You Can Now Stay In Japan’s Ozu Castle For $13,000/Night

You can only stay at so many Airbnbs and hotels before you start craving something a little bit more left of field. In Japan, one such option currently on offer includes Ozu Castle – a historic site once inhabited by feudal warlords hundreds of years ago.

Constructed in 1331, abandoned during the Meiji era sometime in the early 17th century, and later restored in 2004, this is one of the last remaining castles of its kind in the country (“if its kind” referring to being from the Edo period). Which only makes a night’s stay here that much more momentous. Naturally, authenticity is the key attraction… and not just in the architecture. As outlined by the official site, a stay encompasses the following:

  • “The sounds of the trumpet (horagai) signals the commencement of the warlord welcoming reception. The flag-waving squadron awaits the arrival of the warlord. Guests are greeted by a strictly codified waving procedure.”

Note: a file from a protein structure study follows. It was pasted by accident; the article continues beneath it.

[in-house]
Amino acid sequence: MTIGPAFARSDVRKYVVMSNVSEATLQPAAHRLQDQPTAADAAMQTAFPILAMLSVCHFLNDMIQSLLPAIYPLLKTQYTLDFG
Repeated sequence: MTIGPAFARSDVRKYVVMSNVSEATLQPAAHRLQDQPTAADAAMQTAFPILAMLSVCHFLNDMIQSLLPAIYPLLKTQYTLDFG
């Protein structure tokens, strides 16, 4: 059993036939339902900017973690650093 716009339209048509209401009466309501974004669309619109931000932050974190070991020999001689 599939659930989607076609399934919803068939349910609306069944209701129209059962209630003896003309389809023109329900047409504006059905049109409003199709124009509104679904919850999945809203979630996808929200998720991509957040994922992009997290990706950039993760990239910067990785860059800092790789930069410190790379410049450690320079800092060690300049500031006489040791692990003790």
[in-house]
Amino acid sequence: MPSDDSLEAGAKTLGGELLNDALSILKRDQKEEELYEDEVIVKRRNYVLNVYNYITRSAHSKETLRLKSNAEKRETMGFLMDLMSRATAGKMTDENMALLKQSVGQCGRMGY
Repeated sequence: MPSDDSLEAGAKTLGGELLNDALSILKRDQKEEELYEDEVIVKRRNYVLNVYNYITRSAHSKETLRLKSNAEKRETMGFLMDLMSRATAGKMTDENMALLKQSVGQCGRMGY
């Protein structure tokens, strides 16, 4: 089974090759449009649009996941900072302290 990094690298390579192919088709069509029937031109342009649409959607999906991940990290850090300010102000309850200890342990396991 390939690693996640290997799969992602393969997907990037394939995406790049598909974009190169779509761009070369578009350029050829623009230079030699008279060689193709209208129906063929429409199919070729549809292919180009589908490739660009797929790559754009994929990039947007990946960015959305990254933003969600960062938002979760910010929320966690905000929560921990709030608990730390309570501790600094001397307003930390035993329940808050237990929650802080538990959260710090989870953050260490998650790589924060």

• “Gunners and wavers – including officers – are positioned to welcome the new lord arriving.”

  • “The castle lord – Kato Sadayasu – enters the castle on horse. Guests are awarded aa shadow warrior certificate handed out by the lord himself.”

  • “Guests tour the Ozu domain and the main features of the castle, with the aid of old maps.”
  • “Choose between Yamatozaka Shime Kagura (rural noh performance) or Ukai (cormorant fishing).”

  • “A full course dinner utilising carefully selected local ingredients.”

  • “Enjoy the moon from the Koran turret the way the Kato lords did.”

  • “Indulge in a bath at a tailor-made bathhouse on the castle grounds while enjoying a completely lit Ozu Castle.”
  • “On the following morning, transfer to the Garyu Sanso – a beautifully designed tea house by the Hiji River banks. All to yourselves!”

  • “Breakfast is served at Garyu Inn Kyōō-style (the exclusive dining cuisine and manner reserved for warlords of ancient Japan).”

As for the physical structure, much of the original architecture has been preserved with just the basic modern upgrades. A night’s stay for two guests starts at ¥1,000,000 (plus tax) – that roughly converts to AU$12,918.



Photo: Shoko Takayasu© 2019

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